Hartford Teens Voice Their
Anger, Fear And Frustration On Stage In "Aired Words"
August 6, 2005
By STEPHANIE REITZ, Courant Staff Writer
In her tight ponytail and simple white tank top, Roxanna Negron
doesn't need props or costumes to transform herself from a
Hartford teenager to a theater performer.
Negron, 17, and the other teens in her summer program just draw
on their anger, fear and frustration over living in a city where
too many lives have been ended by quick tempers and loaded guns.
Five weeks of their intensive work will culminate Monday night
in "Aired Words," a multimedia performance at Hartford
Stage in which the 11 city teens will use theatrical methods
to condemn the gun violence that has shaken their neighborhoods.
"People should be able to walk down their own street. They
have a right to live - we all do," Negron said Thursday,
speaking passionately to an imaginary audience as she rehearsed
her monologue with the other teens.
The 11 teenagers, none of whom knew each other before, met five
weeks ago when they signed up for a writing and performance program
coordinated by Hartford Stage and the Hartford Public Library.
They decided to speak out against gun violence after researching
this year's Hartford shooting deaths, videotaping the sites where
the homicides had taken place and talking with family and friends
of those who have died.
One homicide resonated in particular: the shooting of Dante
Davis, 21, who was killed on June 21 by an unknown gunman near
her Martin Street home after going out to a convenience store
to buy milk for her baby.
Much of the presentation focuses on that case, which remains
unsolved. Although Davis is never mentioned by name, elements
of her story are woven through the performance.
"A person should be able to walk down the street to buy
some milk. I am outraged that she is not standing here," said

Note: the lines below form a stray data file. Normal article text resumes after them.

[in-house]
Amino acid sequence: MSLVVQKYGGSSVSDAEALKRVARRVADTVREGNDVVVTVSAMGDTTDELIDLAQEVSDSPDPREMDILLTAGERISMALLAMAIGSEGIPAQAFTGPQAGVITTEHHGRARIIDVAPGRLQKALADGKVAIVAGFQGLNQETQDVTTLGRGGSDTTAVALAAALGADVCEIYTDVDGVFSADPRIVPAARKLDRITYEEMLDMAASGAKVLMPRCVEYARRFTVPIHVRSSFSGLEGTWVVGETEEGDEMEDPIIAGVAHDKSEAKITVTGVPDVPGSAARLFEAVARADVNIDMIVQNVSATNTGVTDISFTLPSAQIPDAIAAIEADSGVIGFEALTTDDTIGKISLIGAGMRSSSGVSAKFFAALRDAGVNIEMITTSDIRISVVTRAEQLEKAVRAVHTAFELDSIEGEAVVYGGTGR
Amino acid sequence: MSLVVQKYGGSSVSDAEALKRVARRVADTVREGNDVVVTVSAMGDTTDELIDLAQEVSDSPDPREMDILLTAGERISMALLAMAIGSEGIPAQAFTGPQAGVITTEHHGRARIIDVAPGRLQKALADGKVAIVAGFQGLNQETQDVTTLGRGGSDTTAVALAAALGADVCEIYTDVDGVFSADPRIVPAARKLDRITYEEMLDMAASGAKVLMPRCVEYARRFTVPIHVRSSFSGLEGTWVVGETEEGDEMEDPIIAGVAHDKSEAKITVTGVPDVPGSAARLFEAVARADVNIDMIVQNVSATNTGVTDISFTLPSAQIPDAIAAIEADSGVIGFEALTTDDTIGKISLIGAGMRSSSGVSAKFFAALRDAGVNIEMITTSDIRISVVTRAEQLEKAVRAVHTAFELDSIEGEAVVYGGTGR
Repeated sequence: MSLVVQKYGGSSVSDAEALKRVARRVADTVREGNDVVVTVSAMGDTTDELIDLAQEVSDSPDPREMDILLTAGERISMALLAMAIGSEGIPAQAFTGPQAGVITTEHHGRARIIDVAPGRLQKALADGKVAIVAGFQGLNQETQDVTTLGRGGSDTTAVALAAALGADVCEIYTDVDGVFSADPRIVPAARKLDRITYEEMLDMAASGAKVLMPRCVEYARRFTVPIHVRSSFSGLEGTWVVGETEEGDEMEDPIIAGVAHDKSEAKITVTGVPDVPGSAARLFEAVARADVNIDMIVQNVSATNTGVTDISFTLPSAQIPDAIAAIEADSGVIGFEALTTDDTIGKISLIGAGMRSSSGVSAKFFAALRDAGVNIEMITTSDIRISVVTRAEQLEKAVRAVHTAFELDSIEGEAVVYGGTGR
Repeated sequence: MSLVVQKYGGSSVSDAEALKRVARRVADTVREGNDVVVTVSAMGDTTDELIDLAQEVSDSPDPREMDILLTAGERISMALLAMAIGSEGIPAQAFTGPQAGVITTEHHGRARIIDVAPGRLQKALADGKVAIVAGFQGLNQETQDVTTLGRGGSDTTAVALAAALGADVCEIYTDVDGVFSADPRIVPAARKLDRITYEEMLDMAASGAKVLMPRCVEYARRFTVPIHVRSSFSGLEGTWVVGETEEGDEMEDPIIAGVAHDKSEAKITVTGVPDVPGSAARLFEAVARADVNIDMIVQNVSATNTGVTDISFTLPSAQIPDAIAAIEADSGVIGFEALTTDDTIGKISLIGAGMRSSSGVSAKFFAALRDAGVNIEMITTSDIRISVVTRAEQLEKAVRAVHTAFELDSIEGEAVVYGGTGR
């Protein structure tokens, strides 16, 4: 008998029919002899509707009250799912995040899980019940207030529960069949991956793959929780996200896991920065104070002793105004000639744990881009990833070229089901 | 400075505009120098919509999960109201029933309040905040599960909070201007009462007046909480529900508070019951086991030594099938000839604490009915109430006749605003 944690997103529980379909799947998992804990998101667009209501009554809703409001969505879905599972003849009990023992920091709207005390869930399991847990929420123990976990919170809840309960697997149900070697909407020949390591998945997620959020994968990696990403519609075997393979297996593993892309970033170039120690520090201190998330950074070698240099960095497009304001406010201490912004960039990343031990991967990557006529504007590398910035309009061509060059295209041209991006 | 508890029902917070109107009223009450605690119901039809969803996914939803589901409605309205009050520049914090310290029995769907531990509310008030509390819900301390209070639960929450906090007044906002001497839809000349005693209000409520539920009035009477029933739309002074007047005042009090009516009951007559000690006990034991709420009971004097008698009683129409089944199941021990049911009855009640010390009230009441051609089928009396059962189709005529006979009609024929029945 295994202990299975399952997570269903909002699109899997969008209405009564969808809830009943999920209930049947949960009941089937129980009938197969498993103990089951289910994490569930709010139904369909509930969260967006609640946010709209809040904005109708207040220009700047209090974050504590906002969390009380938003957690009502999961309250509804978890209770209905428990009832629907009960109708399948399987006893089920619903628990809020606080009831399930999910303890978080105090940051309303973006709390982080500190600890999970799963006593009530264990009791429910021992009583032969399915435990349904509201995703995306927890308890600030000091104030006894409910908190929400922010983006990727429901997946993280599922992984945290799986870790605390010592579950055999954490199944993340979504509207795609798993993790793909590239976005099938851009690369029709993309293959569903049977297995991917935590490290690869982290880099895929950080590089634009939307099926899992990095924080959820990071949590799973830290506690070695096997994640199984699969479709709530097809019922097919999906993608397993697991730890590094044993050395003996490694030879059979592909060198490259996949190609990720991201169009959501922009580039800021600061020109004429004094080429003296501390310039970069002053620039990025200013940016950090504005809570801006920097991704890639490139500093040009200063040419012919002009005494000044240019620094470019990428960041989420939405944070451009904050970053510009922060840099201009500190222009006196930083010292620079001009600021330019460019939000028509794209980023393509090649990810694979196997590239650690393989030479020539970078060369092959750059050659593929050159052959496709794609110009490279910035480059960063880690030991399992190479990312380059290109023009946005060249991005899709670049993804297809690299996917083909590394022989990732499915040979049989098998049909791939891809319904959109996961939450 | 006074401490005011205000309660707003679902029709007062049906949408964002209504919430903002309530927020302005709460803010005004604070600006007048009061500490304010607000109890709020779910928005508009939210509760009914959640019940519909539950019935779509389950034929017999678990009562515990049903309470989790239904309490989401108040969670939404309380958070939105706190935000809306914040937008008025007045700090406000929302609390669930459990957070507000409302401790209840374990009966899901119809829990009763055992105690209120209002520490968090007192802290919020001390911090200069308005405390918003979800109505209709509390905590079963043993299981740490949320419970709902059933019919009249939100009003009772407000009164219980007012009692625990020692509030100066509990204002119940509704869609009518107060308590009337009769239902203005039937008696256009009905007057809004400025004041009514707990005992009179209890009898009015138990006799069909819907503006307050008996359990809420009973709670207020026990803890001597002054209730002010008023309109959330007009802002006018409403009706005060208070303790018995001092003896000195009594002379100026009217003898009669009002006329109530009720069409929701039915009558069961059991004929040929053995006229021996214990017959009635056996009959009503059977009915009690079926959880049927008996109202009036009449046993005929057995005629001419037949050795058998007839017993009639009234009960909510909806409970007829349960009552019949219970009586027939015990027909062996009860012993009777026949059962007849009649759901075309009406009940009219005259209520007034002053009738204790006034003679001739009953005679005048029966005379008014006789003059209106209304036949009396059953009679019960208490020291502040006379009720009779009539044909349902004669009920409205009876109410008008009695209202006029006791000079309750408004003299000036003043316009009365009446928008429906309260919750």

Rachel Meddar, 15, a Southwest neighborhood resident who acts
both as the narrator and a victim of violence in the performance.
The teens' work draws on a centuries-old tradition of using
the stage for social commentary. From the ancient Greeks and
Romans, to today's disaffected college students, many have found
the theater to be a powerful tool to decry injustice and influence
For the Hartford students, speaking out on stage also helped
them realize they are not alone in their fears, frustrations
and anger over the violence they see on their city's streets.
Their presentation adds other elements of urban reality, too:
the sense that anyone could be victimized, the shock of seeing
lives end so abruptly and the fear that speaking out could assign
a person to the same fate as those they grieve.
"I don't want to get involved in this. What if he comes
after me?" said South End resident Gabrielle Hanlan, 14,
reading the lines that she and others wrote. "Don't try
to make me feel bad. I already feel bad about all of this."
Several teens in the program said that learning about Davis'
death, along with their memories of the shooting of Takira Gaston,
stayed with them.
Takira was 7 when she was
shot in the face in 2001 while at a July 4th picnic, hit by
a bullet that a nearby drug dealer fired at his rival. She
survived. Many of the teens in the "Aired
Word" presentation were only a few years older than Takira
when she was shot.
Eddie Duran, education director
at Hartford Stage, said the teens have poured their emotions
into the "Aired Words" presentation.
"They've been really affected by the stories of violence,
especially the story of [Davis]," he said.
"The amount of work they've
done on this is really impressive."
"Aired Words" will
be presented at 7 p.m. Monday at Hartford Stage, 50 Church
St. Admission is free.
Reprinted with permission of the Hartford Courant.
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